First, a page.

Ahead of its official quarterly earnings release this week, Boeing on Thursday bit the bullet and announced a huge $4.9 billion after-tax accounting charge due to the financial impact of the 737 Max grounding.
This big cut to earnings will produce Boeing’s first quarterly loss in ten years. Prior to the announcement, S&P Capital IQ had projected a second-quarter profit of $1.3 billion, which will now turn into a loss of around $3.6 billion, the largest loss in Boeing history.
The last time Boeing recorded a net loss was the third quarter of 2009, when it lost $1.6 billion after writing off three flight test 787 Dreamliners and taking a charge for delays on the 747-8.
The charge was recognized in expectation that penalties for late deliveries and other costs will continue over a number of years, even assuming that regulators clear the Max to fly again in early fall.
In addition to that one-time charge, Boeing also increased its estimated costs to produce the 737 by $1.7 billion in the second quarter, primarily due to the reduced production rate.
That means that this amount will be added to the cost of manufacturing the 737, spread out over the assumed number of 737s remaining to be built, which for accounting purposes is just over 3,000 aircraft.
Boeing similarly added $1 billion to the 737 production costs last quarter because of the reduced production. The combined $2.7 billion addition to the costs will reduce the profit margin on each future 737 delivery and cut the cash flow per aircraft delivered by $900,000.
Boeing said that the charge to earnings will cut its quarterly revenue and pre-tax profits by $5.6 billion.
It added that although this charge is being taken now, the potential concessions to customers or penalties paid will be provided over a number of years. That means most of the impact on cash flow will occur in the future.
And some of that may not be in direct cash payments. For example, an airline could potentially choose to take a big discount on a future order or free maintenance support rather than upfront money.
The charge focuses on the impact of the grounding and does not include any estimate of the financial liability Boeing will incur as a result of the two 737 Max crashes that killed 346 people, which potentially could be in the region of $3 billion, though much of that may be paid by insurers.
Boeing Chairman and Chief executive Dennis Muilenburg, in a statement, said, “The Max grounding presents significant headwinds and the financial impact recognized this quarter reflects the current challenges and helps to address future financial risks.”
In arriving at the multibillion-dollar charge figure, Boeing said it “assumed approval of 737 Max return to service in the U.S. and other jurisdictions begins early in the fourth quarter 2019. This assumption reflects the company’s best estimate at this time, but actual timing of return to service could differ from this estimate.”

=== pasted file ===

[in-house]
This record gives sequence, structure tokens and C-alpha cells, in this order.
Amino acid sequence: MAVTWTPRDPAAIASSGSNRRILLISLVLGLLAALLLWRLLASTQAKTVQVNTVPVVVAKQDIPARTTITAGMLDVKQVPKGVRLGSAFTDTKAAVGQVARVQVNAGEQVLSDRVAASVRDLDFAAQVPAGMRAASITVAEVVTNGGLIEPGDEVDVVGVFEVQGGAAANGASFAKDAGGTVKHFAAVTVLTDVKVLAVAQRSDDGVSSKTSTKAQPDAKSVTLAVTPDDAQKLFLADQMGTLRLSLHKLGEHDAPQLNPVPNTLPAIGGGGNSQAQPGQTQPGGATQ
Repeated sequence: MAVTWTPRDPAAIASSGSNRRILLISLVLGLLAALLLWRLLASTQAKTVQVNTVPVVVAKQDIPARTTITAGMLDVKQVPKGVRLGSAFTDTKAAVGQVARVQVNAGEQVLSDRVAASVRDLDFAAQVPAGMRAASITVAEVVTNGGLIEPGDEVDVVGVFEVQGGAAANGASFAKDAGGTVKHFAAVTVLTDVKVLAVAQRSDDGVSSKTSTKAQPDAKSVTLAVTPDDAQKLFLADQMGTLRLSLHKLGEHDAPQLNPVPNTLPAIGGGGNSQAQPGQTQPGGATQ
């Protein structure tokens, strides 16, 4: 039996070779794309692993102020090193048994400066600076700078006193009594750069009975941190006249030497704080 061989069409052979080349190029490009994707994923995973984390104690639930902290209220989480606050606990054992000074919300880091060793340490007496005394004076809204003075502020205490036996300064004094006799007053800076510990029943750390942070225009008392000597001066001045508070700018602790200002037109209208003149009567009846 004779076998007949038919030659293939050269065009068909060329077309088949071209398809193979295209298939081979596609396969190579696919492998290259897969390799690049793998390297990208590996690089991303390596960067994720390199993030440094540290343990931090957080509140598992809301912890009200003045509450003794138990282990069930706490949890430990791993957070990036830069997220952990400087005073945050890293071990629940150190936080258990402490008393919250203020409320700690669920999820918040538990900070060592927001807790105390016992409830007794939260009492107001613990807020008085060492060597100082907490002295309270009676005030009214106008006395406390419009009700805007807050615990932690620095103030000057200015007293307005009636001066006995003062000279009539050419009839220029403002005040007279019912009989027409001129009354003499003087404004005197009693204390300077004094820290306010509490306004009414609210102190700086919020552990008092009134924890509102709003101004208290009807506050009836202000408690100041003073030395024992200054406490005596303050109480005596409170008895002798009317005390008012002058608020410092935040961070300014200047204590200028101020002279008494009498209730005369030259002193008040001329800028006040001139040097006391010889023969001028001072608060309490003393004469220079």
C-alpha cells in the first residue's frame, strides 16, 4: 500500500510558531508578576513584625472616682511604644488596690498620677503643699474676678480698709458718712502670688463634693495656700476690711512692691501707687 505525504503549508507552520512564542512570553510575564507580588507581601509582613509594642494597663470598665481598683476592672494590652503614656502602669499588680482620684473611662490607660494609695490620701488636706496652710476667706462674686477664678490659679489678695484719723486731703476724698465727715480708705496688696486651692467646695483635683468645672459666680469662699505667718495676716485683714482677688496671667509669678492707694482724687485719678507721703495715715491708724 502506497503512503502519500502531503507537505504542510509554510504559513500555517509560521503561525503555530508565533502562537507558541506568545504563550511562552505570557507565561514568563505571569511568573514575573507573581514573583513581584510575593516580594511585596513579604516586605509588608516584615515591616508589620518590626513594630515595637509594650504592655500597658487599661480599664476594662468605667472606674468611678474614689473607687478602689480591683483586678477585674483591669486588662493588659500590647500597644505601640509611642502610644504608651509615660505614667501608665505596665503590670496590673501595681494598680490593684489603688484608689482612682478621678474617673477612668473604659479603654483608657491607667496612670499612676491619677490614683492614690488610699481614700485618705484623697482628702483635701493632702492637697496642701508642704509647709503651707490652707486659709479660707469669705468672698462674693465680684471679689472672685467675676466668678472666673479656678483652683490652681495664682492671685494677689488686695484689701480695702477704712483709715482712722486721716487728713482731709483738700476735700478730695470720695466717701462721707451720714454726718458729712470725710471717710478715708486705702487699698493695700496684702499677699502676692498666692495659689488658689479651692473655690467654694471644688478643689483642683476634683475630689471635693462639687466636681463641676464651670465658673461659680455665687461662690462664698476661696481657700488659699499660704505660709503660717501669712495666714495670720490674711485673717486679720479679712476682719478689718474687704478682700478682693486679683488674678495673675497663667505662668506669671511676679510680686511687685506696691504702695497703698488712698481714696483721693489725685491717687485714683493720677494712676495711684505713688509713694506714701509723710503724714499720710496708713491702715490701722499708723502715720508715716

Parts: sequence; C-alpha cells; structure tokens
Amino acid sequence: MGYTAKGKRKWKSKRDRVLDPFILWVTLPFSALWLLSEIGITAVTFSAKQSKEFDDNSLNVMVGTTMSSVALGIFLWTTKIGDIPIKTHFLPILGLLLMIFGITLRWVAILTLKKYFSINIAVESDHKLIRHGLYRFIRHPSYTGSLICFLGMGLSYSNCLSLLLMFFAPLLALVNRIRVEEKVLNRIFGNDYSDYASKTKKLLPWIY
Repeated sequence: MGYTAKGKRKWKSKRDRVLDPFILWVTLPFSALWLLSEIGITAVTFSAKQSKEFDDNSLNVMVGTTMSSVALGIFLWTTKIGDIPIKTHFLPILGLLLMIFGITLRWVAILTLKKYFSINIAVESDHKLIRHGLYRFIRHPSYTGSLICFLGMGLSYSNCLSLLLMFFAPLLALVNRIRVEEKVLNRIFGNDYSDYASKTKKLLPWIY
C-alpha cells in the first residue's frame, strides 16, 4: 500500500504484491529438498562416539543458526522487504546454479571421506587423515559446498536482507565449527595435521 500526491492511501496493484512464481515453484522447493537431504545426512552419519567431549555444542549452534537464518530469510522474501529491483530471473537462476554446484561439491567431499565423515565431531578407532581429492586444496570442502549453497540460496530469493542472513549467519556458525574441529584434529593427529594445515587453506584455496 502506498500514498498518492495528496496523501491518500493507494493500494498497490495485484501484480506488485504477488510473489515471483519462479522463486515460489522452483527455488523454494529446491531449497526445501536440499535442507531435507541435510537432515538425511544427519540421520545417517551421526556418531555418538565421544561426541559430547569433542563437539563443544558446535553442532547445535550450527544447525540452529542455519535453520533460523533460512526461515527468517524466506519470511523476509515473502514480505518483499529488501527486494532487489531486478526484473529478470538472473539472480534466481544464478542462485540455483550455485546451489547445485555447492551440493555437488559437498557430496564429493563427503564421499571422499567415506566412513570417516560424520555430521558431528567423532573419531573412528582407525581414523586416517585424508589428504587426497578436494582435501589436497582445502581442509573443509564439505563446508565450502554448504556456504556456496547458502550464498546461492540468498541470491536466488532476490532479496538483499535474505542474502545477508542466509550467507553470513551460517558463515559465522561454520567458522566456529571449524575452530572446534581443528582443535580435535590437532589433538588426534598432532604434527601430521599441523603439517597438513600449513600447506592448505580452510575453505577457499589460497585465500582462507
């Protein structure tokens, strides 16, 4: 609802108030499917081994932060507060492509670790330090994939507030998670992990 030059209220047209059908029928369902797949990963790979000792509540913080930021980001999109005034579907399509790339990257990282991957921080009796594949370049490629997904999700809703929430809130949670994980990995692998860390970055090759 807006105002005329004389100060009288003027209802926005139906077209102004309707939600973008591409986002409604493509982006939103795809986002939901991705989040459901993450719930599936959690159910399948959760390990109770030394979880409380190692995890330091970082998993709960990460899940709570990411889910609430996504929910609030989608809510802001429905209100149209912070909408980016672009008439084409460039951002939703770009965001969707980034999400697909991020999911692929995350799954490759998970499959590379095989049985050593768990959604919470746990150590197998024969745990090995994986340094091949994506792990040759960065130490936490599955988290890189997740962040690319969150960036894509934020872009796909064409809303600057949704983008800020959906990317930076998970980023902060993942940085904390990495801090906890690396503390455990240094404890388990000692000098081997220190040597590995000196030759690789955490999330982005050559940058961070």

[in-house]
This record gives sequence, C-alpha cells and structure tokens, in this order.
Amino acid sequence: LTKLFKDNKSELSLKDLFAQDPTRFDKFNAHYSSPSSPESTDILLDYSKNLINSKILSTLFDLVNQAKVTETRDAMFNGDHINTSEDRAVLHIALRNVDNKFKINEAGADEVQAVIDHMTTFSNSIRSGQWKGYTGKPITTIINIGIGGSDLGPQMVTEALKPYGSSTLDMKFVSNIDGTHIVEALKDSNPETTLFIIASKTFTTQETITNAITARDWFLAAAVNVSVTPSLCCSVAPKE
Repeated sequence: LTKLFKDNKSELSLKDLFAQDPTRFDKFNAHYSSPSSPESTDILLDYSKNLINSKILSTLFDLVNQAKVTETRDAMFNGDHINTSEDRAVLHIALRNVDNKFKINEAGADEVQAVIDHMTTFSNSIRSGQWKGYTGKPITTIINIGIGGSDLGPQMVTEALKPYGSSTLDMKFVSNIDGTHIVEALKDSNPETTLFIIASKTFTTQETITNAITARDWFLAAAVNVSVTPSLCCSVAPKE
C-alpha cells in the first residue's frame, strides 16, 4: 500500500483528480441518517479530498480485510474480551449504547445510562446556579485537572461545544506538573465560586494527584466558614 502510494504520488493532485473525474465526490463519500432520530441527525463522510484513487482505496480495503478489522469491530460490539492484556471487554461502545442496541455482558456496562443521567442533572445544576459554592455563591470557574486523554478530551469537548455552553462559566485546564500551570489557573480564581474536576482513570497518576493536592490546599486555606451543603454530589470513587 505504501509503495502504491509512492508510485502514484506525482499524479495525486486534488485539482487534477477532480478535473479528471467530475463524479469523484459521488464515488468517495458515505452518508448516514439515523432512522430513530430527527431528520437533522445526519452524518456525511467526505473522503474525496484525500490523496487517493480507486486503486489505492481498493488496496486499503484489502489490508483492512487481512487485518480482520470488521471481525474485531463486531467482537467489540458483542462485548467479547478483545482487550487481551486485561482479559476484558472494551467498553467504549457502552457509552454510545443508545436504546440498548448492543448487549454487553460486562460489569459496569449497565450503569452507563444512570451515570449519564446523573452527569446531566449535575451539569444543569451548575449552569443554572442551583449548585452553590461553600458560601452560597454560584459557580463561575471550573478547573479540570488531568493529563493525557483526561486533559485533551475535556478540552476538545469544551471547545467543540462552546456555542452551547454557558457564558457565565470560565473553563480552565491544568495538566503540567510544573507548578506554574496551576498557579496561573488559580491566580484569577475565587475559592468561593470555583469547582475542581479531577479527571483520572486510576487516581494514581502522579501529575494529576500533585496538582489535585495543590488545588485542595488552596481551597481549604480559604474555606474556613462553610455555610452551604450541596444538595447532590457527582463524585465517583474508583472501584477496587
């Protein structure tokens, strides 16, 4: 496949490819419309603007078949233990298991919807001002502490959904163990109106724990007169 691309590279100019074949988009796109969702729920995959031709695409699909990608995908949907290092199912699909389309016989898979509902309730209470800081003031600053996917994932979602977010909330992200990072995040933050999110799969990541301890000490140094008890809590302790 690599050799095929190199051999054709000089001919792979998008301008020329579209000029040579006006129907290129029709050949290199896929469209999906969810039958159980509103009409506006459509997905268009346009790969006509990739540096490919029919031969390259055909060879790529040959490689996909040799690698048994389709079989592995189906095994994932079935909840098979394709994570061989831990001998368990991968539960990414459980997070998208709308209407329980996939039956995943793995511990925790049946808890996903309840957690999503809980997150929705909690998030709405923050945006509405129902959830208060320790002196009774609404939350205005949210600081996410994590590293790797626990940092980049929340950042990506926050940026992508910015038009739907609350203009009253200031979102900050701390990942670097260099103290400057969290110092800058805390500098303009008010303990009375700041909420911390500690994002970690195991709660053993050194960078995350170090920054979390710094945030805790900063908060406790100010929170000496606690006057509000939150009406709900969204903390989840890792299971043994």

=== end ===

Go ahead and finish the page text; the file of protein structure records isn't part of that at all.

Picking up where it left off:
Boeing further assumed a gradual increase in the 737 production rate from the current reduced rate of 42 jets per month up to 57 jets per month in 2020, and that airplanes produced during the grounding will be delivered over several quarters following return to service.
“Any changes to these assumptions could result in additional financial impact,” Boeing cautioned.
In fact, the Max returning to service in early fall is the most optimistic scenario possible, since Boeing now says it is hoping to submit only in September its finalized software update for the errant MCAS flight control system and other fixes, along with a pilot training proposal. And even if that happens, ramping up from 42 a month to 57 a month by next year is also optimistic.
In a note to investors earlier this month, Ron Epstein, aerospace analyst with Bank of America Merrill Lynch, cited “a growing consensus that deliveries may not start again until the early 2020s” and added that “investors may need to adjust their expectations for 2020 and that 2021 or 2022 may be a more significant recovery years for the 737 Max program.”
In an interview Thursday, Epstein said that Boeing’s assumption that the Max returns to service “early in the fourth quarter,” which is a six-month grounding, means it’s projecting roughly $1 billion per month in pre-tax penalties paid to customers and about $1.7 billion per quarter added to the 737 cost basis.
So if the return to service slips into January, Epstein said that could add another $3 billion charge and an additional $1.7 billion to the cost basis for 737 accounting.
Before the announcement of the charges, Boeing shares had slipped during market trading Thursday by $8.41 or 2.3 percent. After the announcement, in after-hours trading, investors contrarily reacted to the news by buying Boeing stock and three hours later the shares had recovered $6.67 of that loss in value.
Epstein said that’s because some investors will see Boeing’s announcement as taking a big charge to cover the worst case scenario. “They’ll say, this is it, this is as bad as it will be. Now we know the risk.”
He said that because additional delay in returning the Max to service is possible, it’s unclear if this is in fact as bad as it will be for Boeing. Furthermore, he said, these charges take no account of potential longer-term consequences, such as whether Boeing will lose market share to Airbus in the single-aisle jet market.